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Nicholas Leeson is best known for trading the Barings out of existence by hiding losses for years.
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Its epicenter was the prominent port city of Kobe, Japan. Its magnitude was measured at between 6.9 to 7.3, and it lasted 20 seconds and killed over 6,000 residents. Its effect was to cause massive upheaval in the Asian markets as well as in Leeson's plans.
Not to be outdone, and in attempt to recoup his losses,
Leeson then embarked on a series of increasingly risky new investments. He bet that the Nikkei stock average would recover swiftly. This did not occur and Leeson was further compromised.
Leeson carried on requesting funds from Barings to continue trading, in the hope that he would rectify his losses. In three months he purchased more than 20,000 futures contracts—worth around 180,000 dollars each— in an attempt to move the market. His attempts were all in vain, and these trades totaled three quarters of the eventual 1.3 billion dollar loss suffered by Barings.
On February 23, 1995, two days before he turned 28, Leeson decided the situation was beyond his control and he would never redeem himself. He fled, leaving a note that simply stated, "I'm sorry." Barings executives discovered what he had done, were forced to inform the Bank of England. Thanks to Leeson, Barings bank went bust.
The 233-year-old Barings bank incurred losses of 827 million pounds, or $1.4 billion at the exchange rate of that time. The sum amounted to twice the bank's trading capital and reserves, and led to its immediate collapse.
Investors lost their savings and 1,200 employees lost their jobs. Dutch bank ING agreed to assume the majority of Barings's debt and acquired the bank for one pound.
When questioned, Leeson claimed to have opened the 88888 error account to hide a 20,000 pound trade, made by one of his subordinates, which had been incorrectly recorded. In fact, over time, he used the account to cover numerous bad trades of his own. Leeson claimed never to have used the account for his gain but lawyers for Barings eventually found several bank accounts linked to Leeson, with a total worth in the region of 35 million dollars.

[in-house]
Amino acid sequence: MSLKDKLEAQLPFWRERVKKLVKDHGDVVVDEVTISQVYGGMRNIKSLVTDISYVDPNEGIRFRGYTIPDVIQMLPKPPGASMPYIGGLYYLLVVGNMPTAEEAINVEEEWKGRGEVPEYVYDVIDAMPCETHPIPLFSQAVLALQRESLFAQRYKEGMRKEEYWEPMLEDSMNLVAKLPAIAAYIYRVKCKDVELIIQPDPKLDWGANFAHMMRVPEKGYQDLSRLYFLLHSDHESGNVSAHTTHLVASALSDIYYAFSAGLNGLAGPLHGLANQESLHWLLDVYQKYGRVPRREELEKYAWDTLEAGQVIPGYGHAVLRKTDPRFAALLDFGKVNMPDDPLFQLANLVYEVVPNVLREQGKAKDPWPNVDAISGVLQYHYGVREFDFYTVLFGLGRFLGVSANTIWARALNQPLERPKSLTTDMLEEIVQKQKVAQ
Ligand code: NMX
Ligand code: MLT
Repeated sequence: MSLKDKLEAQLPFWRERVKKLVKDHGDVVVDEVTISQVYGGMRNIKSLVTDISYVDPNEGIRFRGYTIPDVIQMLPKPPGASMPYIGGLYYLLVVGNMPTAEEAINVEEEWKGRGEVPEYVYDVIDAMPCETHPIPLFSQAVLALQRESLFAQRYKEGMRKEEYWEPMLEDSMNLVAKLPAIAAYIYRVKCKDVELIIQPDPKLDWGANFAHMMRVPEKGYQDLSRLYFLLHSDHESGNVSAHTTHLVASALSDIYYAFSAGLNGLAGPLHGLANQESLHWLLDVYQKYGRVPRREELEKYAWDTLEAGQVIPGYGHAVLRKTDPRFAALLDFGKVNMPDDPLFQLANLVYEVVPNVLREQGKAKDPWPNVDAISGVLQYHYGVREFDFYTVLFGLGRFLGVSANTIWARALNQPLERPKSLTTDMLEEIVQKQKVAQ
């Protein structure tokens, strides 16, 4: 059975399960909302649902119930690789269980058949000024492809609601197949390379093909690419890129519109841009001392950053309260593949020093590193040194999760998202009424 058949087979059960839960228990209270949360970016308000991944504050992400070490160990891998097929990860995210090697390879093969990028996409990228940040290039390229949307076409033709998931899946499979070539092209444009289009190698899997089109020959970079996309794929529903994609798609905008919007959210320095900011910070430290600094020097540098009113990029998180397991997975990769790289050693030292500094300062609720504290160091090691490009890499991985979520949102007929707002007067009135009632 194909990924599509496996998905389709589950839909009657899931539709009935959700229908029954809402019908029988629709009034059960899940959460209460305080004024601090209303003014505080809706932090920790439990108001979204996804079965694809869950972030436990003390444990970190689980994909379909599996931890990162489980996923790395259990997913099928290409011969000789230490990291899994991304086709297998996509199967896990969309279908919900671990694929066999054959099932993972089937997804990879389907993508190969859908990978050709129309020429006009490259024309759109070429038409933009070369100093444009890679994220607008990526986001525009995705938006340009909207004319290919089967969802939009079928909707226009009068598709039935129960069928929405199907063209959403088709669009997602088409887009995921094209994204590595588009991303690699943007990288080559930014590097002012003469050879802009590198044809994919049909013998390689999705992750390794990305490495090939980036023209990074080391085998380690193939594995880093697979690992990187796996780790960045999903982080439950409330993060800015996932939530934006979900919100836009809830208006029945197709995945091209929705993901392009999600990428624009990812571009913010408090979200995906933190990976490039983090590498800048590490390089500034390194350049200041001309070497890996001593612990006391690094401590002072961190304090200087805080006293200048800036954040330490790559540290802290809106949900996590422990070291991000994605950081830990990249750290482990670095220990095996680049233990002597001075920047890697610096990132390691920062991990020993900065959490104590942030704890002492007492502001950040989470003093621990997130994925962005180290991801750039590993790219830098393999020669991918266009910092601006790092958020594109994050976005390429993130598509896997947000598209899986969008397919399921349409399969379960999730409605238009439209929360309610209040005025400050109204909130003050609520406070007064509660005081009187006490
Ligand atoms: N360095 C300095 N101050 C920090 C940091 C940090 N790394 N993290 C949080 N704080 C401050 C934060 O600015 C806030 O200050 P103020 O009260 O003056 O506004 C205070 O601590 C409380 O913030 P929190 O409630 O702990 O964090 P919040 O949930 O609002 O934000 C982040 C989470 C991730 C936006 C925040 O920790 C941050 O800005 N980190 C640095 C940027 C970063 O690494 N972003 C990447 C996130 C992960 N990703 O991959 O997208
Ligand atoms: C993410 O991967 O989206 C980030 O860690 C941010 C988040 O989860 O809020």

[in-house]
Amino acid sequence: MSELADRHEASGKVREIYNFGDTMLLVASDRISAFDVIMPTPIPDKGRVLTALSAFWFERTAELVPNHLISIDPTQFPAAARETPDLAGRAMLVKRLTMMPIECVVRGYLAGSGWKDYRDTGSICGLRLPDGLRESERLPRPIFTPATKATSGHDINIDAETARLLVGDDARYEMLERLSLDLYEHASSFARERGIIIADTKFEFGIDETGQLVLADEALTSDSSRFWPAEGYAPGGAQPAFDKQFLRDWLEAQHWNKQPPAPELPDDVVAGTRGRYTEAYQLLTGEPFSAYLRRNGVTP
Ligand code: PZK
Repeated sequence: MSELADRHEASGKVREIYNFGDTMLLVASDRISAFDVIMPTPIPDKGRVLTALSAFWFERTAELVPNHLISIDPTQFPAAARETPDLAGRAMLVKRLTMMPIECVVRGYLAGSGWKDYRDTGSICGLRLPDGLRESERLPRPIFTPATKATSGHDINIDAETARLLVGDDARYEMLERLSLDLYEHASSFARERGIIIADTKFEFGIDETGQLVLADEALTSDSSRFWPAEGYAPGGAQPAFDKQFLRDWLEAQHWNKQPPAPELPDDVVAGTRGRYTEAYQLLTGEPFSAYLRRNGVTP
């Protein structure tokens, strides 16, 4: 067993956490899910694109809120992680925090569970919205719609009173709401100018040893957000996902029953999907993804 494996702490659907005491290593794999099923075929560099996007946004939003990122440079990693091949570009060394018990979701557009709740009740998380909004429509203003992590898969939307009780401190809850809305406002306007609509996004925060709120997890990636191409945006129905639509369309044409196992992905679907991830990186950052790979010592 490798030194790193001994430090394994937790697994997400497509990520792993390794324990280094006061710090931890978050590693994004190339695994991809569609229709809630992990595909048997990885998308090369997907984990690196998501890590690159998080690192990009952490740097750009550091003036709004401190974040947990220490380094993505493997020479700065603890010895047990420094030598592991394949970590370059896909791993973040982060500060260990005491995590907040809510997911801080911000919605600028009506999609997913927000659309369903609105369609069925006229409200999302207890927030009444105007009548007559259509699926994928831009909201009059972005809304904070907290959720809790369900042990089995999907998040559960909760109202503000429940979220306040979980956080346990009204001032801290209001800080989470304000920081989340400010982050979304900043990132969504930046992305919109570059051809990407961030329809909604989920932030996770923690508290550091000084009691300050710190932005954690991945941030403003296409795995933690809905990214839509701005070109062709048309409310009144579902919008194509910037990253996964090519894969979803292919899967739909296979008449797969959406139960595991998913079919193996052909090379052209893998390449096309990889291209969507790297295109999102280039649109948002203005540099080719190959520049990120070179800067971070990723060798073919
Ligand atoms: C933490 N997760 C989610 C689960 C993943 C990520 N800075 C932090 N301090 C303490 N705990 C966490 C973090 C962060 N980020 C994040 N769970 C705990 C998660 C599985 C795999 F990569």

Barings was not entirely without blame. Leeson had been able to conduct his dealings in secret and hide his losses from the bank due to an administrative abnormality. Barings management had allowed him to perform functions usually done by two people. That is, in an unethical move, Leeson had acted as chief trader while also settling his own trades.
It was discovered during the investigation that in 1993, an internal memo had been written, warning the London head office of this very problem. "We are in danger of setting up a system that will prove disastrous," read the memo. Nothing was done to resolve the issue. In January 1995, SIMEX communicated their concern about Leeson's activities to Barings, but to no avail.
When Leeson and his wife went on the run, they first fled to Malaysia, then to Brunei and finally to Germany. It was there that the law caught up with him, and Leeson was arrested in Frankfurt airport on March 2, 1995, just less than two months after his first short straddle.
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